Why Redfall’s Problems Could Be Bad News for Starfield Fans

Despite their obvious differences, Redfall and Starfield could be linked by the former's rough development and technical problems.

Starfield game
Photo: Bethesda Softworks

Redfall recently released to a critical panning. Gamers and reviewers alike have decried the game as buggy and boring, which unfortunately seems to be a bad sign for Xbox Series X/S’ next upcoming exclusive, Starfield.

At first glance, this logic kind of makes sense since both games share the publisher, Bethesda Softworks. However, Hi-Fi Rush was also published by Bethesda, and that title is awesome, possibly “Game of the Year” material. How could Hi-Fi Rush’s quality and Redfall’s lack thereof spell doom for Starfield? Well, it’s because a notable Hi-Fi Rush leaker previously had some interesting things to say about the state of both games.

On January 25th, an insider by the name of Horns claimed that Tango Gameworks was planning to release “something you can play later today.” It turns out Horns was right. Hi-Fi Rush was released the same day. Horns then followed up that prophecy with this one related to Redfall and Starfield:

“So MS lost tons and tons of money on Azure this fiscal year. They’re asking all divisions to blunt the loss. One thing MS has floated for Xbox is releasing Starfield before fiscal year aka June 2023. Redfall is coming first and is in rough shape still, and probably should use more quality control, but it’s still in better shape than Starfield. Bethesda wants more time with Starfield and if they get their way Starfield will come in the Fall 2023. If MS gets their way it comes out in this fiscal year. If Starfield comes in June expect it to be in rough shape.”

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Fast forward to May 2 and Redfall releases in a buggy state, just as Horns predicted. Its gameplay is…fine, which is still a huge disappointment given the legacy of its developer, Arkane Studios. But bugs are more rampant in Redfall than vampires. Users have reported AI and pathfinding issues, memory leaks, and even floating chimneys. Many of these issues could have been fixed with more time and quality control, and Arkane will likely have its hands full trying to fix these issues. Give Redfall a few months or even a year, and it will be a vastly improved experience. The game still won’t measure up to Dishonored or Prey, but at least audiences won’t have to worry about enemies spawning inside of the floor anymore.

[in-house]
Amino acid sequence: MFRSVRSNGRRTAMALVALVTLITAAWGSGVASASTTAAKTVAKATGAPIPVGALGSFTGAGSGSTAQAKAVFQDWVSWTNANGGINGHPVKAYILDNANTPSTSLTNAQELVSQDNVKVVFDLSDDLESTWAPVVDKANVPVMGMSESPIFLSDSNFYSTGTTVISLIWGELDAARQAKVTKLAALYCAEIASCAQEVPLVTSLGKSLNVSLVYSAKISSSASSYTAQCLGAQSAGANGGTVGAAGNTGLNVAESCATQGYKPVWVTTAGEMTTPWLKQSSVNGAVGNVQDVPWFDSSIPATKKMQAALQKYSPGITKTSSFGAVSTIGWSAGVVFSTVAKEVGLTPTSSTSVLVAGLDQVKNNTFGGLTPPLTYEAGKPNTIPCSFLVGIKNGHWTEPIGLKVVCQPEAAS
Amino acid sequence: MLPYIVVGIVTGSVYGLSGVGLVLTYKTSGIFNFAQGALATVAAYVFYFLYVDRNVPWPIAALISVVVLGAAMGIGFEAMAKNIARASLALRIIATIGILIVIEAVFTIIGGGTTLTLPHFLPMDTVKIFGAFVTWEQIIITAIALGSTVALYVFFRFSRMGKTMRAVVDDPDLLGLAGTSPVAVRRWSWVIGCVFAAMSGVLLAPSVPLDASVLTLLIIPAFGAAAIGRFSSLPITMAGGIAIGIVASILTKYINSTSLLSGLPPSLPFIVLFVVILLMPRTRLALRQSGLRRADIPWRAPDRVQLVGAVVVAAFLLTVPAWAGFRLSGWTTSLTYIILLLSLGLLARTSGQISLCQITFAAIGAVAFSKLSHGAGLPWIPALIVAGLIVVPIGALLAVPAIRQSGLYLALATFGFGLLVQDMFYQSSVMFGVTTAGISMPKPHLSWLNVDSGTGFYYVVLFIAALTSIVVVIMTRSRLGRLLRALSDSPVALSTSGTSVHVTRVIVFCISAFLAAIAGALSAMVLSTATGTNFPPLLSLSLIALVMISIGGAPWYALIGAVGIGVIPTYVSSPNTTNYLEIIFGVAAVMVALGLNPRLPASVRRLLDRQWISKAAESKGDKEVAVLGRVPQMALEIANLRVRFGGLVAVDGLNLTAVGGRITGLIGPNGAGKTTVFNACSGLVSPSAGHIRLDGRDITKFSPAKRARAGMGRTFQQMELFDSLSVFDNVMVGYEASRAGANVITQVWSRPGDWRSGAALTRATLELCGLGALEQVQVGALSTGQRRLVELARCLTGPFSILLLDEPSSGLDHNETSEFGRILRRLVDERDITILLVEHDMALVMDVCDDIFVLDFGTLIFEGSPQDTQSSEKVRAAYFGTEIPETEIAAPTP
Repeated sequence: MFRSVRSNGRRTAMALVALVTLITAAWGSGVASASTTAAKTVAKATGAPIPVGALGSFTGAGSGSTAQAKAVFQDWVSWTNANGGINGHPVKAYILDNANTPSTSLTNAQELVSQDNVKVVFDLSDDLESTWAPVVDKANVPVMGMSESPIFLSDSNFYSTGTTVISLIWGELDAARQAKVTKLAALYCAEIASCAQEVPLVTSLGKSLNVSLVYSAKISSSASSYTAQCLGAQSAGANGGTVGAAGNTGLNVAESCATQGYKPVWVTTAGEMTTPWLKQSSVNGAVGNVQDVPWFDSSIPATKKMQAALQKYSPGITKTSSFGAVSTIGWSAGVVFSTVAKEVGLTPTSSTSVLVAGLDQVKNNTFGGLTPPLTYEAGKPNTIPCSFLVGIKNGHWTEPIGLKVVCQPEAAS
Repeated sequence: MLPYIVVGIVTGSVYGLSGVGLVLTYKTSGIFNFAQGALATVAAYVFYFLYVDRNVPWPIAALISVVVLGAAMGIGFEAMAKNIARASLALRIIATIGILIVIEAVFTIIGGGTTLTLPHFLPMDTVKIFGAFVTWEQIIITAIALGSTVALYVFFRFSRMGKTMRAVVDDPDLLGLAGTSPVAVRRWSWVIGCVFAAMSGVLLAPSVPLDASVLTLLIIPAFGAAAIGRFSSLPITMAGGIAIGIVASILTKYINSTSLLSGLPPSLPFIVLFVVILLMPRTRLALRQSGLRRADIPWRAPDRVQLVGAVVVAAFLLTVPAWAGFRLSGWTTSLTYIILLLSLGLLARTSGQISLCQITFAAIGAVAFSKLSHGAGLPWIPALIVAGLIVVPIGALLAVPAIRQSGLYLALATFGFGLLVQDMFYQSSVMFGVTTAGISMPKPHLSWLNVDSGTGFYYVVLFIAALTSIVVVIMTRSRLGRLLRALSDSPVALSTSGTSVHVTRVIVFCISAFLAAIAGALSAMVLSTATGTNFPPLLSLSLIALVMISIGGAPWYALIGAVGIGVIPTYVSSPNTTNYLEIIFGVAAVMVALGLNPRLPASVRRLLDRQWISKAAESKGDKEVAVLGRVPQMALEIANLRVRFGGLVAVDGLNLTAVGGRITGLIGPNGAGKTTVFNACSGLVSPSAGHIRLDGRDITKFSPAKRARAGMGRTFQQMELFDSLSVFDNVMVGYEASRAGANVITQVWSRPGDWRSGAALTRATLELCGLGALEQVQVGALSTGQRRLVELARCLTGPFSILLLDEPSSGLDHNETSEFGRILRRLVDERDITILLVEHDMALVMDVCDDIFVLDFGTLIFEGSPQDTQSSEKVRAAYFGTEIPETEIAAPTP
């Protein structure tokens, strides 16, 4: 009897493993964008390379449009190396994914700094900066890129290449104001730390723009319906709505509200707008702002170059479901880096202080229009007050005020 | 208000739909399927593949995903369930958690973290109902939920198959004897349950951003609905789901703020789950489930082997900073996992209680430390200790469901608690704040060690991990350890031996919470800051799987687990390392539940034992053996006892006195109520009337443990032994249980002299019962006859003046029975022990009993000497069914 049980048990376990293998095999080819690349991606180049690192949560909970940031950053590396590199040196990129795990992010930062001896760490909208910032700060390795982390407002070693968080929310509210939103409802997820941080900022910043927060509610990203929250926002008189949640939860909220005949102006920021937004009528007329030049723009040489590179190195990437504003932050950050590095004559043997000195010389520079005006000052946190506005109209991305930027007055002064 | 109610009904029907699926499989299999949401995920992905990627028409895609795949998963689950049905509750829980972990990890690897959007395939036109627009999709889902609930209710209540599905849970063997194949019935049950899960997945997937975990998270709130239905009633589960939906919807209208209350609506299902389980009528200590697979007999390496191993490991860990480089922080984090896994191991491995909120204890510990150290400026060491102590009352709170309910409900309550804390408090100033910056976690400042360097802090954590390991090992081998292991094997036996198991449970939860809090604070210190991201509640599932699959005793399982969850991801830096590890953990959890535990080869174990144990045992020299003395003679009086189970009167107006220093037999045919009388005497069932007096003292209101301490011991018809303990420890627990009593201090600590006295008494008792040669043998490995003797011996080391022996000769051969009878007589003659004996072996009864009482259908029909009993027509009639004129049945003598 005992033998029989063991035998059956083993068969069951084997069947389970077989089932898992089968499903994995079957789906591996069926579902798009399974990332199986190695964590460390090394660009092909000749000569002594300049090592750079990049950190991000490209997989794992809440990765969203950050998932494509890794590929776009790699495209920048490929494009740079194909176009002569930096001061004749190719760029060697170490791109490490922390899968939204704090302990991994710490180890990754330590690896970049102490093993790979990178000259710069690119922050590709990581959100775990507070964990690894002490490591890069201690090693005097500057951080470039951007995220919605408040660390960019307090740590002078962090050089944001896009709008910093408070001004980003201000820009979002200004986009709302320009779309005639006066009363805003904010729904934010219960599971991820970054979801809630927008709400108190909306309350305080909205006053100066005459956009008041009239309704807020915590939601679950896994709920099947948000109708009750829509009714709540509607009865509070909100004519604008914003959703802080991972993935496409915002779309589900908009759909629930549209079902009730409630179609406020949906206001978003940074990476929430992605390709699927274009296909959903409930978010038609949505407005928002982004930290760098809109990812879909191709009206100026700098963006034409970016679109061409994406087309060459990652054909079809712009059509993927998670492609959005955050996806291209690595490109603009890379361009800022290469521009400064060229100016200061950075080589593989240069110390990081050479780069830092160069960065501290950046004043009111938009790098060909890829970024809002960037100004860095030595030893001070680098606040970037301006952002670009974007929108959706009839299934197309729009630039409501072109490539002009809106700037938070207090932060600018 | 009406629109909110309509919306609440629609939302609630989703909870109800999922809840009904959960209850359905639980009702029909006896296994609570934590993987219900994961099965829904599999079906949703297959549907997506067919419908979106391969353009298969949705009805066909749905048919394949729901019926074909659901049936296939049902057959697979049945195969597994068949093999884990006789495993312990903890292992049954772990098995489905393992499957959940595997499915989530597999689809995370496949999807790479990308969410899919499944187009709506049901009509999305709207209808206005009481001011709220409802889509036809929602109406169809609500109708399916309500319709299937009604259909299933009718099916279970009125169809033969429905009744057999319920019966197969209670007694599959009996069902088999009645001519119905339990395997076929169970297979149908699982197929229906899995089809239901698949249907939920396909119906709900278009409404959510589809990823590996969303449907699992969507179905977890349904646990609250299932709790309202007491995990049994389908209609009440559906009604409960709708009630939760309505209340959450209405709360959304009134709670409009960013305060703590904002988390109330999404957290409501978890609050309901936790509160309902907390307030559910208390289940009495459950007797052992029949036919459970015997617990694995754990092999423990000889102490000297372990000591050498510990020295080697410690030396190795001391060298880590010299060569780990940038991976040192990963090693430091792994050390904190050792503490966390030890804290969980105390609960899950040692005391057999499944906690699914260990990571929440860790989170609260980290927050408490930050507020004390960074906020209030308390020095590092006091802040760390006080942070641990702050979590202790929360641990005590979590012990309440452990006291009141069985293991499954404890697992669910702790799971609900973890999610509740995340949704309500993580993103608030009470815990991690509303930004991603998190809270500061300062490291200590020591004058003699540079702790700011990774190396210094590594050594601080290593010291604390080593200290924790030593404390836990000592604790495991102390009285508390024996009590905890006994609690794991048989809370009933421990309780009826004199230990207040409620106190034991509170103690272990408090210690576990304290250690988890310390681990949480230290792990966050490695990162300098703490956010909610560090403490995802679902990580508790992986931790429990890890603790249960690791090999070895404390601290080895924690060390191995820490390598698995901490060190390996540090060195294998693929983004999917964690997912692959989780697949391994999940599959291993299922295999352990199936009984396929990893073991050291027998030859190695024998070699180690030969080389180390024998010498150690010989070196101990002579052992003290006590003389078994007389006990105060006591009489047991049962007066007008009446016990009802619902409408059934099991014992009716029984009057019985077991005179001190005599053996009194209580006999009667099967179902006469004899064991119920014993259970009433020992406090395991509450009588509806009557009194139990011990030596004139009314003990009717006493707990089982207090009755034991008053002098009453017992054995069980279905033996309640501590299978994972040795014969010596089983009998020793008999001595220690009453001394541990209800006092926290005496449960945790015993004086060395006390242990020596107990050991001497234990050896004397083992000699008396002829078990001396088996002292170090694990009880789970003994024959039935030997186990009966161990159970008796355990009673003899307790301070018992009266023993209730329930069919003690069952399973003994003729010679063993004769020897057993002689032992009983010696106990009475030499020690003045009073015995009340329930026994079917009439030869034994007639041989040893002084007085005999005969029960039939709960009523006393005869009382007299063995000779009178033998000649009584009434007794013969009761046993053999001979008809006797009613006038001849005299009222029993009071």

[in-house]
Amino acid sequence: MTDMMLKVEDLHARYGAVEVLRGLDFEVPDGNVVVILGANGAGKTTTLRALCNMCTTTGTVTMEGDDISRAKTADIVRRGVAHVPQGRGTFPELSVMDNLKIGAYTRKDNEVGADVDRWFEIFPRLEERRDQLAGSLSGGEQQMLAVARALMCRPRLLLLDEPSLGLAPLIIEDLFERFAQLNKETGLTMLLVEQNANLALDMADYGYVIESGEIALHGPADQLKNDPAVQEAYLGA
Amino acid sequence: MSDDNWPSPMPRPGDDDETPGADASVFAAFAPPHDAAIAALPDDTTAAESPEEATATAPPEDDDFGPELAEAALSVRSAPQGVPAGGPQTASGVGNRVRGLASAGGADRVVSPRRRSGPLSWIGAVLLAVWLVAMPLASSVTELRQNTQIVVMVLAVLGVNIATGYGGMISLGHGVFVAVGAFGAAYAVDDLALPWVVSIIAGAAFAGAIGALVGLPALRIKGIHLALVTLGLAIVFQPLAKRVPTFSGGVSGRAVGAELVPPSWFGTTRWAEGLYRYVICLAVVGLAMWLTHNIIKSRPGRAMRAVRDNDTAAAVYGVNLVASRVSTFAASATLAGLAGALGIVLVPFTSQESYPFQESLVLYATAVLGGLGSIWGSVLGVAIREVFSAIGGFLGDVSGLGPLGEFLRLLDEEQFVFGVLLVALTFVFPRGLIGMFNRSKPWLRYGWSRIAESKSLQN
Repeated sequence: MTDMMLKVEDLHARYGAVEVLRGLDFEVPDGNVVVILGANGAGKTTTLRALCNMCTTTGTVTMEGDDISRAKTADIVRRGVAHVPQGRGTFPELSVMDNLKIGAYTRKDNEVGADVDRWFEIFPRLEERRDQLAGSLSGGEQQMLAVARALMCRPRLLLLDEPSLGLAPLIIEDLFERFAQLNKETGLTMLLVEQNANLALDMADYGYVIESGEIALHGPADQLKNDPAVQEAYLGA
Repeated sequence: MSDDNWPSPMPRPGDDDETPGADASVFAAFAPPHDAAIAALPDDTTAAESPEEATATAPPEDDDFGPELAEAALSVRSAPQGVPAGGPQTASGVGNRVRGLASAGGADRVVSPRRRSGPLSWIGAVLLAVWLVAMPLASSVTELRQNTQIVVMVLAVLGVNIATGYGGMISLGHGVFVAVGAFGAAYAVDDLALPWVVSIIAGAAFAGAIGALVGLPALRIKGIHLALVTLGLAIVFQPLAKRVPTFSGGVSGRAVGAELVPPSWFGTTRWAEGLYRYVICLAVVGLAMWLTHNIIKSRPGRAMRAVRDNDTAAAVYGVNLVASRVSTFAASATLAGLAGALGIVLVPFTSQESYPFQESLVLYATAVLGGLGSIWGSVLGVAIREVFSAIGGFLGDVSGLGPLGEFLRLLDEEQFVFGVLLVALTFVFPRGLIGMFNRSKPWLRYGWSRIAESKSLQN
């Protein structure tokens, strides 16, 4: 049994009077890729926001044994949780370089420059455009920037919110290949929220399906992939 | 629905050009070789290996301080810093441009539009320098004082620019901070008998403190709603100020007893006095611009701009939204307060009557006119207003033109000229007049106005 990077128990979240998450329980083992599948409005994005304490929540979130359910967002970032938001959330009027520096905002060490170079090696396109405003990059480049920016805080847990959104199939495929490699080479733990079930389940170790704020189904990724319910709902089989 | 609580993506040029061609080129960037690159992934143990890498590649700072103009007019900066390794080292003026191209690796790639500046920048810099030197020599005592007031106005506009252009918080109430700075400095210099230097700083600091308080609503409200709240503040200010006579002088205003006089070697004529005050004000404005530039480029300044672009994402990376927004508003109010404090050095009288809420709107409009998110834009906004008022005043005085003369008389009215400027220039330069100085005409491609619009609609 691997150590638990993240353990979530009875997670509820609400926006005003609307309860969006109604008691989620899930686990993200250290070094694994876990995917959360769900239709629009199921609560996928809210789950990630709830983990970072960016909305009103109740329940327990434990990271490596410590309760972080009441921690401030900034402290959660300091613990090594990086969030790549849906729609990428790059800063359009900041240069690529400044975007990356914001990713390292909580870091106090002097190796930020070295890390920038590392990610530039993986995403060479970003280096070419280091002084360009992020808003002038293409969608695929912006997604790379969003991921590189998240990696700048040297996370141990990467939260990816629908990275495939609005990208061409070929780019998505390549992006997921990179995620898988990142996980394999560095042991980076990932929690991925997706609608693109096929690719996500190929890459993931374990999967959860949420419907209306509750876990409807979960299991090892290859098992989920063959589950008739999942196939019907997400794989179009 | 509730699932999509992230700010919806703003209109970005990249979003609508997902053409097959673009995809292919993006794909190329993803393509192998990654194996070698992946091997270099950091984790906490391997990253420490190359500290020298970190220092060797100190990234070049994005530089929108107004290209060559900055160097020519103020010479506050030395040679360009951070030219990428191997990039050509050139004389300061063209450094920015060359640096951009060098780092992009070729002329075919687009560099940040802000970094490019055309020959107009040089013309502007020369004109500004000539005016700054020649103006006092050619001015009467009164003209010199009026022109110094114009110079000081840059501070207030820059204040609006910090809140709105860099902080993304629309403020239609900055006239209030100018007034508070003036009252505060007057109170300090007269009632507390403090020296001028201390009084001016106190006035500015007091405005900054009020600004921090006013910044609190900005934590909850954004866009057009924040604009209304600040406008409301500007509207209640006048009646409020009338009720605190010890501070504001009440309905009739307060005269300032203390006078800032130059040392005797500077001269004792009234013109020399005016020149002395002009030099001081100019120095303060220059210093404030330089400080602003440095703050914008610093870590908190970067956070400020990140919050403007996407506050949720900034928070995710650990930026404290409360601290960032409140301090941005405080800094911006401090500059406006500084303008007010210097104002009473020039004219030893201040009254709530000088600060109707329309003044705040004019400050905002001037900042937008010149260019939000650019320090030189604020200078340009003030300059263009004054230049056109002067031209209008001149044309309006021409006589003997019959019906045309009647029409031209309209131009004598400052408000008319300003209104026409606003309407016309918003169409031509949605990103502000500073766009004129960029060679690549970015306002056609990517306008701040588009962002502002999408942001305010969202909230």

Since Horns is two for two so far, their claims regarding the future quality of Starfield are concerningly plausible. After all, Horns stated that as rough as Redfall would be at release (and it is most certainly rough), Starfield is even worse, and Bethesda knows it. As Horns claimed Bethesda was pushing for a Fall 2023 release window. On the bright side, the company’s attempts to push back the game (Horns’ words) paid off. Bethesda has since revealed that Starfield will launch on September 6th. Although, that date is just on the border between Summer and Fall, so we have no idea if that’s enough time to make all the fixes the team wanted to make.

For what it’s worth, the concerns about Starfield aren’t limited to this one source. Multiple leakers and reporters stated that Starfield was in rough shape when it was delayed from 2022 to 2023. Bloomberg’s Jason Schreier even stated that some close to the project described it as the “next Cyberpunk.” Again, Starfield has been delayed since then, but there are currently quite a few red flags surrounding the expected performance of one of 2023’s biggest games.

Perhaps Bethesda can turn this around. Maybe Redfall’s failures can convince Bethesda’s higher-ups to give Starfield’s developers more time to polish the game. If that happens, then gamers might actually thank Redfall for serving as a sacrificial lamb to let Starfield flourish. If not, don’t be surprised if Horns becomes three for three with his predictions.